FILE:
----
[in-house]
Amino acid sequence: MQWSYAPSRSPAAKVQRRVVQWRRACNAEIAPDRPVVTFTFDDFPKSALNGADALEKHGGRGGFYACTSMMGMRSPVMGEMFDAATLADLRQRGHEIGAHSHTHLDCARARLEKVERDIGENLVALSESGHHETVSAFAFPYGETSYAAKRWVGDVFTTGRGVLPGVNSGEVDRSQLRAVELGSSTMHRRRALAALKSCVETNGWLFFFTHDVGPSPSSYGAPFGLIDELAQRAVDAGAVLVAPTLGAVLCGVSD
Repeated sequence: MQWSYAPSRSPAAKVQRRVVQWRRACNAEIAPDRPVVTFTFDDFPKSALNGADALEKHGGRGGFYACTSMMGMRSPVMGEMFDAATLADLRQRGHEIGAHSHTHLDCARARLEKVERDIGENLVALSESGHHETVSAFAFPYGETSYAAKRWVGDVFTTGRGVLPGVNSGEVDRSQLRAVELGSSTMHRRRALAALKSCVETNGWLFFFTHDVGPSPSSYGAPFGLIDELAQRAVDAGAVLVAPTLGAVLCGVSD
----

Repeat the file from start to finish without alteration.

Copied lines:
[in-house]
Amino acid sequence: MQWSYAPSRSPAAKVQRRVVQWRRACNAEIAPDRPVVTFTFDDFPKSALNGADALEKHGGRGGFYACTSMMGMRSPVMGEMFDAATLADLRQRGHEIGAHSHTHLDCARARLEKVERDIGENLVALSESGHHETVSAFAFPYGETSYAAKRWVGDVFTTGRGVLPGVNSGEVDRSQLRAVELGSSTMHRRRALAALKSCVETNGWLFFFTHDVGPSPSSYGAPFGLIDELAQRAVDAGAVLVAPTLGAVLCGVSD
Repeated sequence: MQWSYAPSRSPAAKVQRRVVQWRRACNAEIAPDRPVVTFTFDDFPKSALNGADALEKHGGRGGFYACTSMMGMRSPVMGEMFDAATLADLRQRGHEIGAHSHTHLDCARARLEKVERDIGENLVALSESGHHETVSAFAFPYGETSYAAKRWVGDVFTTGRGVLPGVNSGEVDRSQLRAVELGSSTMHRRRALAALKSCVETNGWLFFFTHDVGPSPSSYGAPFGLIDELAQRAVDAGAVLVAPTLGAVLCGVSD